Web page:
Russian businessman Viktor Bout supplied Charles Taylor with arms for use in Sierra Leone and had meetings with him about the operations.
The Sierra Leone Civil War
SLA response; Sobels
The SLA's sordid behavior inevitably led to the alienation of many civilians and pushed some Sierra Leoneans to join the rebel cause. With morale low and rations even lower, many SLA soldiers discovered that they could do better by joining with the rebels in looting civilians in the countryside instead of fighting against them. The local civilians referred to these soldiers as ‘sobels’ or ‘soldiers by day, rebels by night’ because of their close ties to the RUF. By mid-1993, the two opposing sides became virtually indistinguishable. For these reasons, civilians increasingly relied on an irregular force called the Kamajors for their protection.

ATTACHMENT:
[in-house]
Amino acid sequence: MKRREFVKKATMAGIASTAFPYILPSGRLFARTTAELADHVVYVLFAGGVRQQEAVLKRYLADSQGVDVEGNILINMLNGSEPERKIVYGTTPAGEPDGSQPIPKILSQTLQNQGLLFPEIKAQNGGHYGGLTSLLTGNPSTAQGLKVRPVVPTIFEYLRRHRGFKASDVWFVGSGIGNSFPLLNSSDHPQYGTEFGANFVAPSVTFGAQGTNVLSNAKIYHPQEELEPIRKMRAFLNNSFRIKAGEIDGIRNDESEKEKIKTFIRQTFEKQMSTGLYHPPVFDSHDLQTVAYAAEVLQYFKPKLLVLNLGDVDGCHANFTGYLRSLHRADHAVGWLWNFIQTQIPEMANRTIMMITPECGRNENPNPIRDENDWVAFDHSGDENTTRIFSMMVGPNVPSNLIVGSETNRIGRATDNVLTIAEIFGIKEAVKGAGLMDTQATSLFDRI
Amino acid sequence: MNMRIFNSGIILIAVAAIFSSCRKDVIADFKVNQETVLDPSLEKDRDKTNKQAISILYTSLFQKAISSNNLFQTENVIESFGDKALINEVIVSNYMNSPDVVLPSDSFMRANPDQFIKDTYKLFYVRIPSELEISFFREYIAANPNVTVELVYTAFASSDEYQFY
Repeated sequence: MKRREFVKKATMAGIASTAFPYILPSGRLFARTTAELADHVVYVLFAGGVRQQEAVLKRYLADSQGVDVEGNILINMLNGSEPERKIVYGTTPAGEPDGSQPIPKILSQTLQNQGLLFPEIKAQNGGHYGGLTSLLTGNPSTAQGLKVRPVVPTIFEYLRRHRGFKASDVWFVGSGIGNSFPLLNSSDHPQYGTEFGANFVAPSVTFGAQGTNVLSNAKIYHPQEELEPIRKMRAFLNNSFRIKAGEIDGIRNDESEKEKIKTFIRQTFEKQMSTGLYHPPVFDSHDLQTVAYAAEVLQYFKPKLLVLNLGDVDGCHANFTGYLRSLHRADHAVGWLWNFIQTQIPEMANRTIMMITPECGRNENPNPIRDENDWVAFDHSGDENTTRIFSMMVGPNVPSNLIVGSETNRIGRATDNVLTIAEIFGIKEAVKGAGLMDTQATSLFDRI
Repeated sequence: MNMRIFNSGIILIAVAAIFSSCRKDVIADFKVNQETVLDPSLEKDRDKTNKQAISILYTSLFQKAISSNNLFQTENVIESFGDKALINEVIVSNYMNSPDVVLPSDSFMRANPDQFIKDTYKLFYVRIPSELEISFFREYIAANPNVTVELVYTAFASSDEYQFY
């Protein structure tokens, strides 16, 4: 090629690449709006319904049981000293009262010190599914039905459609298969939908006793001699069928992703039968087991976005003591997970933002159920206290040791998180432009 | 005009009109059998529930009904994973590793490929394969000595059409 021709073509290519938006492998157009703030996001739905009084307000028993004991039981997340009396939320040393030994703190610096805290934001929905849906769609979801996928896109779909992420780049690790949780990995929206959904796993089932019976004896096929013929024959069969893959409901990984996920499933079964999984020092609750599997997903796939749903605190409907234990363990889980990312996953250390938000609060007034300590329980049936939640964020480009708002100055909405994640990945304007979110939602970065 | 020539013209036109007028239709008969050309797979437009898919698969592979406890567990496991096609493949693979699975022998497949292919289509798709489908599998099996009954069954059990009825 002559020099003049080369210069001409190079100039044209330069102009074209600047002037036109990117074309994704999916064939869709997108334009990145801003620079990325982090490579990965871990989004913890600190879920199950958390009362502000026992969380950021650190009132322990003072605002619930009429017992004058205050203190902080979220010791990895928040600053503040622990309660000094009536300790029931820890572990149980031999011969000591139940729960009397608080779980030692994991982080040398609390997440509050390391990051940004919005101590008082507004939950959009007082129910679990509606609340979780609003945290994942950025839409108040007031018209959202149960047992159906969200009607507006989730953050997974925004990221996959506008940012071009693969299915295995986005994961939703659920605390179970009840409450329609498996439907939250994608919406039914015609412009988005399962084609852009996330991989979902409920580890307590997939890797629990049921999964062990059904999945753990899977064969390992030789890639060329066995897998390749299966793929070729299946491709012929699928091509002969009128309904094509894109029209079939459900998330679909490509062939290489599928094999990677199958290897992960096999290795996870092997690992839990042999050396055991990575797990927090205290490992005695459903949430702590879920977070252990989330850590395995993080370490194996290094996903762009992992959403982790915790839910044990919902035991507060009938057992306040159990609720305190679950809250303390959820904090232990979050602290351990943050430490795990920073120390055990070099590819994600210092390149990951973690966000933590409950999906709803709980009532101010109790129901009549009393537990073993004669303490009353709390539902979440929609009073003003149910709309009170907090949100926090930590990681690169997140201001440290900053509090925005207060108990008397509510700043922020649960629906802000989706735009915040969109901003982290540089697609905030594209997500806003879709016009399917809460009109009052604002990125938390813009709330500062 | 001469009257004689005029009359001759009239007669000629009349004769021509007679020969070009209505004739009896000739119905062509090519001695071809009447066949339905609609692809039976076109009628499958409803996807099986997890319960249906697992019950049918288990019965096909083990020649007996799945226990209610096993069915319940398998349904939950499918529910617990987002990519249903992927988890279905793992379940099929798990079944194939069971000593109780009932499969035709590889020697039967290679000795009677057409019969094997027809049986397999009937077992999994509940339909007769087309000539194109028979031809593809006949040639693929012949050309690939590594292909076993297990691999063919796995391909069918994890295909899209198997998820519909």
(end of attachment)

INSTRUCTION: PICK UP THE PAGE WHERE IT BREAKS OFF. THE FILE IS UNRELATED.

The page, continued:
Rise of the Kamajors
National Provisional Ruling CouncilWithin one year of fighting, the RUF offensive had stalled, but it still remained in control of large territories in Eastern and Southern Sierra Leone leaving many villages unprotected while also disrupting food and government diamond production. Soon the government was unable to pay both its civil servants and the SLA. As a result, the Momoh regime lost all remaining credibility and a group of disgruntled junior officers led by Captain Valentine Strasser overthrew Momoh on 29 April 1992. Strasser justified the coup and the establishment of the National Provisional Ruling Council (NPRC) by referencing the corrupt Momoh regime and its inability to resuscitate the economy, provide for the people of Sierra Leone, and repel the rebel invaders. The NPRC’s coup was largely popular because it promised to bring peace to Sierra Leone. But the NPRC’s promise would prove to be short lived.